There is a bill currently pending before Florida Senate that seeks to increase the maximum punishment for certain crimes committed by “illegal immigrants.” You can read the text of Senate Bill 150 here:
Thankfully, there is no companion bill in the House. At first glance, many Floridians may think, “good, if someone is here illegally and commits a crime, they should face higher penalties.” But that gut reaction is wrong in this case, as the devil is always in the details. If you know anything about immigration law or have been following the protracted fights between the Obama administration and the federal courts over immigration, you know that the Federal Government and Federal Courts have a hard time interpreting and administering federal immigration laws themselves. What this bill proposes to do is to impose upon the Florida courts, prosecutors and criminal defense attorneys the additional time, financial and legal burden of determining the immigration status of a person before, during and after they commit a crime. This is much easier said then done.
When I worked for U.S. Immigration and Customs Enforcement (ICE) we were trained and reminded on a daily basis that all people, U.S. citizens or not, are protected by our federal privacy laws. Even if state prosecutors would ask us, we could not disclose a person’s immigration status without that person’s written consent. State law enforcement and prosecutors do not have access to federal immigration databases to determine on their own who is here legally or not. This then begs the question, how are the Florida Courts to determine who is an “illegal immigrant” for sentencing enhancement purposes if ICE cannot tell them and they do not have access to that information on their own?
The second glaring problem-assuming our criminal justice system can get past the first gigantic and insurmountable hurdle-is how would Florida law define, “illegal immigrant.” I looked, there is no definition within the bill of this crucial term, there is no other bill that purports to define this term and Florida law does not already define “illegal immigrant.” This is important because, as discussed above, the Federal Courts, the Obama administration and the agencies charged with enforcing and decided federal immigration laws struggle every day to determine who is here illegally and who is not.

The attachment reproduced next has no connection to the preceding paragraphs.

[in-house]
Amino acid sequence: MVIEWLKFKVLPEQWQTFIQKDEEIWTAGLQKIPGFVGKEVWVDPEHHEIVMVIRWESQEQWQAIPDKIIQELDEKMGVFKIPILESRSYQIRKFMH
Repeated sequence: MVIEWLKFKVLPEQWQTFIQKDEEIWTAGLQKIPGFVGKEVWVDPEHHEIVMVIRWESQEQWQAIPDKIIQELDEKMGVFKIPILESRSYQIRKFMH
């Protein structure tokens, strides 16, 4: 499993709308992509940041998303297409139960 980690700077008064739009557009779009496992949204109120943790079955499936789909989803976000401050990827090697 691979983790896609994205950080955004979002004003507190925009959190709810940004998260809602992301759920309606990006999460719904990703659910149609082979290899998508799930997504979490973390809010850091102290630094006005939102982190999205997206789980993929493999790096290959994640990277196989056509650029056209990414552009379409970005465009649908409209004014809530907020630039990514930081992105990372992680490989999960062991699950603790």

Is an “illegal immigrant” someone who entered illegally and has no lawful immigration status? Would it cover people who came legally and overstayed their visas, even if by one day? What about people who have no status but are granted deferred action or DACA (Deferred Action for Childhood Arrivals) or TPS (Temporary Protected Status). Are those individuals illegal, even though they are allowed to legally stay? Would a person have to know they were here illegally to be subject to this enhanced penalty? This seems like a silly question, but there are thousands of immigrants in the U.S. right now who have pending applications for immigration relief or benefits that have been denied and they don’t know it. There are also thousands more who think they have lawful status but have actually been ordered deported without even knowing it. What about people who have applied for immigration benefits or relief, but their cases or applications are stilling pending, are they “illegal” even though at any moment the federal government may make them “legal”?
Hopefully this misguided bill will never come close to becoming law and it is just one Senator’s effort to look tough on immigrant criminals. Florida Courts should focus on enforcing Florida laws and not try to conflate the extremely complicated arena of federal immigration law with criminal prosecutions. This will lead to more time and money spent by the Florida criminal justice system as they spin their wheels and waste tax payer money trying to determine someone’s immigration status in a misguided effort to punish them for something that is often times, beyond their immediate knowledge and control.
John Gihon is a Florida Bar Board Certified expert in Immigration and Nationality Law and a Crimmigration Consultant.